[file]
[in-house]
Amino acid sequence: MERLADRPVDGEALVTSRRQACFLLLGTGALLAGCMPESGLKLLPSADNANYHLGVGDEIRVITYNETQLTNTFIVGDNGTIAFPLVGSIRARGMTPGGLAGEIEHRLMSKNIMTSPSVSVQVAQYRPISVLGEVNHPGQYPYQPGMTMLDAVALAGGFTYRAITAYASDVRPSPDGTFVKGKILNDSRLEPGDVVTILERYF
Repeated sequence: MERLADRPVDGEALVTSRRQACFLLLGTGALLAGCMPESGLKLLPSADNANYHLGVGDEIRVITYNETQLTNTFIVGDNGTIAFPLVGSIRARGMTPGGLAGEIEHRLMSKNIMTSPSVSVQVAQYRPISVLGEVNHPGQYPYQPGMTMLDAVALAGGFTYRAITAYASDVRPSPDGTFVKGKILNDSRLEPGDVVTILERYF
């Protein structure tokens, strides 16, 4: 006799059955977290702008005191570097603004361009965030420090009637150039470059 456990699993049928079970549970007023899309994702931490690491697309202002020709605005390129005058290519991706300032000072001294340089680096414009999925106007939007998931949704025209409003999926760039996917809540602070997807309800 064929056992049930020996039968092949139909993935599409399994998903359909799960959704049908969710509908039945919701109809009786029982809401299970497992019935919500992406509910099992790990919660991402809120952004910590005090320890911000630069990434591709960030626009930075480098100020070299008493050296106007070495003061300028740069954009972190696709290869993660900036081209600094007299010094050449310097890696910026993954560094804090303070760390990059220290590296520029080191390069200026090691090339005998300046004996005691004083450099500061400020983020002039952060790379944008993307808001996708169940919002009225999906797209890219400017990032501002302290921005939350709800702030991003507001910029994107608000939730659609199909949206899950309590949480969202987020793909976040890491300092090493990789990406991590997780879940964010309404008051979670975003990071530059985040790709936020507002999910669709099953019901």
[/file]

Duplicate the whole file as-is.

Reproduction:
[in-house]
Amino acid sequence: MERLADRPVDGEALVTSRRQACFLLLGTGALLAGCMPESGLKLLPSADNANYHLGVGDEIRVITYNETQLTNTFIVGDNGTIAFPLVGSIRARGMTPGGLAGEIEHRLMSKNIMTSPSVSVQVAQYRPISVLGEVNHPGQYPYQPGMTMLDAVALAGGFTYRAITAYASDVRPSPDGTFVKGKILNDSRLEPGDVVTILERYF
Repeated sequence: MERLADRPVDGEALVTSRRQACFLLLGTGALLAGCMPESGLKLLPSADNANYHLGVGDEIRVITYNETQLTNTFIVGDNGTIAFPLVGSIRARGMTPGGLAGEIEHRLMSKNIMTSPSVSVQVAQYRPISVLGEVNHPGQYPYQPGMTMLDAVALAGGFTYRAITAYASDVRPSPDGTFVKGKILNDSRLEPGDVVTILERYF
């Protein structure tokens, strides 16, 4: 006799059955977290702008005191570097603004361009965030420090009637150039470059 456990699993049928079970549970007023899309994702931490690491697309202002020709605005390129005058290519991706300032000072001294340089680096414009999925106007939007998931949704025209409003999926760039996917809540602070997807309800 064929056992049930020996039968092949139909993935599409399994998903359909799960959704049908969710509908039945919701109809009786029982809401299970497992019935919500992406509910099992790990919660991402809120952004910590005090320890911000630069990434591709960030626009930075480098100020070299008493050296106007070495003061300028740069954009972190696709290869993660900036081209600094007299010094050449310097890696910026993954560094804090303070760390990059220290590296520029080191390069200026090691090339005998300046004996005691004083450099500061400020983020002039952060790379944008993307808001996708169940919002009225999906797209890219400017990032501002302290921005939350709800702030991003507001910029994107608000939730659609199909949206899950309590949480969202987020793909976040890491300092090493990789990406991590997780879940964010309404008051979670975003990071530059985040790709936020507002999910669709099953019901």